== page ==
The price of diesel is set to cross Rs200 per litre for the first time in history on the back of soaring crude oil prices in the global market and sharp depreciation of the rupee against the
In the second fortnight of current month starting April 16, the newly formed government would be required to either jack up the price of diesel by Rs60.54 per litre or enhance subsidy to maintain the existing price, officials said.
If the leadership chooses to increase the price, the per-litre diesel cost will jump to Rs204.69.
Earlier, former prime minister Imran Khan announced a reduction of Rs10 per litre in petrol and diesel prices and a price freeze till the announcement of budget for 2022-23.
Sources pointed out that the new government would be in a critical situation and might choose not to increase prices in a bid to win over public support.
Officials said that the previous Pakistan Tehreek-e-Insaf (PTI) government had maintained petroleum prices since mid-March, which pushed up the subsidy bill for petroleum products by Rs30 billion for the first fortnight of April.
However, the decision of keeping oil prices unchanged had no legal cover as it had not been officially approved.
If the current government decides to continue the policy, then it will be forced to give another Rs30 billion in subsidy from April 16 to 30. Overall, it will have to bear a burden of Rs60 billion for keeping oil prices unchanged.
Officials said that the rupee depreciation against the US dollar had also had an impact, which resulted in an increase in petroleum prices by Rs5.54 per litre, or 3.03%. The average dollar value jumped from Rs182.15 to Rs188.15 in the past
High-speed diesel (HSD) is mainly used in transport and agriculture sectors. At present, the sowing season is underway, therefore, the fuel consumption will be higher, which will place an additional burden of subsidy or price differential claims (PDC) on the government.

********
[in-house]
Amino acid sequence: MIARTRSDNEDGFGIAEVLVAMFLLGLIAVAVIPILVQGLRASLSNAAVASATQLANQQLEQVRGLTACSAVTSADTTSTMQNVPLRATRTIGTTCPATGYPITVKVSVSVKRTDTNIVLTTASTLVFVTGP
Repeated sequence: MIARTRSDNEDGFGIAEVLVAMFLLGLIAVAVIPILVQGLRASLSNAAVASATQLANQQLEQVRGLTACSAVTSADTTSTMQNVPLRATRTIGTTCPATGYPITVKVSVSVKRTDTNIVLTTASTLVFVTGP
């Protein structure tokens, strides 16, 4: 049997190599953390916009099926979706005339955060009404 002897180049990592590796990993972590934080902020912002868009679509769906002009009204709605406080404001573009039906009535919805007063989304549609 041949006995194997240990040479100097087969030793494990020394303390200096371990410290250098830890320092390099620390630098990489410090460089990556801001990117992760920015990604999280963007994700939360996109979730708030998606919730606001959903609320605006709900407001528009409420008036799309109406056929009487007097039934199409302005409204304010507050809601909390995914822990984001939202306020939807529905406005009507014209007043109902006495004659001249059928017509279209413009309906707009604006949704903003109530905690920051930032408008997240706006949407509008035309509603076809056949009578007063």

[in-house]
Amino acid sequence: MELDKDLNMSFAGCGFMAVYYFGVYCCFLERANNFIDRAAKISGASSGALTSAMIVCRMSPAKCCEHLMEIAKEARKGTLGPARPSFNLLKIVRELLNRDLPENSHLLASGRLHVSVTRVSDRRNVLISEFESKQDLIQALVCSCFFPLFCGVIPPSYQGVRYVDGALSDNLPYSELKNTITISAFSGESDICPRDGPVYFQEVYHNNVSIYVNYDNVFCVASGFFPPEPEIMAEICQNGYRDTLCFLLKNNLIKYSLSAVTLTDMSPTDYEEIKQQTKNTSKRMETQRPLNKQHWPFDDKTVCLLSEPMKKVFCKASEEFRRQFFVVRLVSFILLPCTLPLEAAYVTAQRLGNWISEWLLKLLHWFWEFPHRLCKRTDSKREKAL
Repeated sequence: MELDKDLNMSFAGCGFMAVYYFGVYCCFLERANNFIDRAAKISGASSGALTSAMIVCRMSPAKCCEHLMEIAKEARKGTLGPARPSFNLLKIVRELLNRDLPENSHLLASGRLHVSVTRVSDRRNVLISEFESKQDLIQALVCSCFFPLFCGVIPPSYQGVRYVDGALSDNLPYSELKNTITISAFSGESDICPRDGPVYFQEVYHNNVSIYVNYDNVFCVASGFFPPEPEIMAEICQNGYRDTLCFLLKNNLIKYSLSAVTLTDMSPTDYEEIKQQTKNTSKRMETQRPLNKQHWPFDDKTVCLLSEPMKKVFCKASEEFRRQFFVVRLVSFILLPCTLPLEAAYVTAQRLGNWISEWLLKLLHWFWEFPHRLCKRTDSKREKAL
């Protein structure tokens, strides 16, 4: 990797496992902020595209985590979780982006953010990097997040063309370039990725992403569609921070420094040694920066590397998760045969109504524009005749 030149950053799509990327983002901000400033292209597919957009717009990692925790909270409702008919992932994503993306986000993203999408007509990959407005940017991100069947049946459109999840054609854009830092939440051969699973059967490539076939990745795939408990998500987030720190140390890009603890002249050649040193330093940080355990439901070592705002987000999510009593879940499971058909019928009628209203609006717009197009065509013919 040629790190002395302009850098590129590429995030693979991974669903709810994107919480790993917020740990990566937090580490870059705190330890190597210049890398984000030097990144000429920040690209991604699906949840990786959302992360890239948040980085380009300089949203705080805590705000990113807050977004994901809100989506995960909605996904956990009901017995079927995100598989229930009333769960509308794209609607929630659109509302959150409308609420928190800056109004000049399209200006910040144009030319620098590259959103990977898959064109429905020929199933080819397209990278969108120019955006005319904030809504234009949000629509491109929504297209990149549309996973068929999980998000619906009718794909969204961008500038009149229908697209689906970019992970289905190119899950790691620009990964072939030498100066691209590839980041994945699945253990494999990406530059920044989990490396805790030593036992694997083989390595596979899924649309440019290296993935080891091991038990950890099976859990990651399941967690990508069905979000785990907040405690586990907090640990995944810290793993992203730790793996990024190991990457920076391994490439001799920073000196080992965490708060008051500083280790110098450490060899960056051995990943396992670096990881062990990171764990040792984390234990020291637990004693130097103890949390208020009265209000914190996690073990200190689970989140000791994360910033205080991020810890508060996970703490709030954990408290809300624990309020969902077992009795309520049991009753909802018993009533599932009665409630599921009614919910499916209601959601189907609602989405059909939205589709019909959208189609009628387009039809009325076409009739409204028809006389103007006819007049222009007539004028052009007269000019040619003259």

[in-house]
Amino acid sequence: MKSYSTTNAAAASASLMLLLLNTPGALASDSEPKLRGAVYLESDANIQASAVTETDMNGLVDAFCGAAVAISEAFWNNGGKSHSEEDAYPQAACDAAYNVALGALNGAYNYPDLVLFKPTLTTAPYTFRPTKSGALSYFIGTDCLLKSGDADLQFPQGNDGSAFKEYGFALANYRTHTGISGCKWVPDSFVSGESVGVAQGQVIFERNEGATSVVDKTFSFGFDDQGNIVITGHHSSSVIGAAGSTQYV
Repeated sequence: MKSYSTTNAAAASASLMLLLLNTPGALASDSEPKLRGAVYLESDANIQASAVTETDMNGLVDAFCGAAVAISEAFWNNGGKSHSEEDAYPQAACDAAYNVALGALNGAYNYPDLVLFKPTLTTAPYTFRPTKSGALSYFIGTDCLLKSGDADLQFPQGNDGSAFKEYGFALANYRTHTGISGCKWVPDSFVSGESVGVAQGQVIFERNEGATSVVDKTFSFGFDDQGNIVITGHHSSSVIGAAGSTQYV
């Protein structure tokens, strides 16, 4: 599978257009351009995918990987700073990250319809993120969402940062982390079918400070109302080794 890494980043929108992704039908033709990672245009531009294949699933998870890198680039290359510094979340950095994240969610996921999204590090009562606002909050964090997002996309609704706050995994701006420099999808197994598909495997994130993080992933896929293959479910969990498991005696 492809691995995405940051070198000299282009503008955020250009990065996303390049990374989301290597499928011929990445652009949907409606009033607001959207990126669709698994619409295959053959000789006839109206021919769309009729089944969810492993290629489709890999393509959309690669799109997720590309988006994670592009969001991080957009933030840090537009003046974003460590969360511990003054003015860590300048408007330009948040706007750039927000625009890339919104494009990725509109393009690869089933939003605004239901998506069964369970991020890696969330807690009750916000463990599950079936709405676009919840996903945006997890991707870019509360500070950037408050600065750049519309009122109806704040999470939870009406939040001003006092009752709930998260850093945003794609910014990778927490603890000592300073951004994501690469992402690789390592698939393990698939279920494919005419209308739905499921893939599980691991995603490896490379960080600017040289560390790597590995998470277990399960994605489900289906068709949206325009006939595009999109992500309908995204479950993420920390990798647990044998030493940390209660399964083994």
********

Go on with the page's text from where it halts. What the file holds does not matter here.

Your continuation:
On the other hand, the government will have to either hike the petrol price by Rs24.1 per litre or give subsidy to keep it unchanged for the next fortnight. Petrol is used in motorbikes and cars across the country.
Compressed natural gas (CNG) stations in Punjab have already switched over to expensive imported gas, therefore, consumers in the province will face a major crisis if the petrol price goes up.
The government will also have to give a subsidy of Rs38.41 per litre on kerosene oil and Rs39.56 per litre on light diesel oil.
Kerosene oil is used in the remote areas where LPG is not available. The largest consumer of kerosene oil is Pakistan Army in the northern parts of the country. Light diesel oil is used in the industry.
Circular debt in the oil and gas sectors is worsening and with the accumulation of subsidy and PDC, the debt will increase further in the coming days.
The Petroleum Division sent a summary to the Economic Coordination Committee (ECC) on April 1, 2022, seeking allocation of an additional Rs55 billion through a supplementary grant for the disbursement of PDC to refineries and oil marketing companies for April 2022. The matter has not yet been considered by the ECC.
Now, the new government will have to take up the matter. It will either have to pay subsidy or increase prices of petroleum products.
International energy markets remain volatile as premiums on motor spirit (petrol) and high-speed diesel stay high. With this, the liquidity position of oil marketing companies and refineries has come under stress.
Subsidised prices of petroleum products add to this stress because full cost recovery is made only when PDC is processed after a lag of almost one month.
If energy markets remain in the present situation, the estimated amount of PDC for April 16 to June 30, 2022 will be Rs136 billion.
This is in addition to the already allocated amount of Rs31.73 billion for March 2022 and yet to be allocated amount of Rs26.47 billion for the first fortnight of April.
Published in The Express Tribune, April 14th, 2022.
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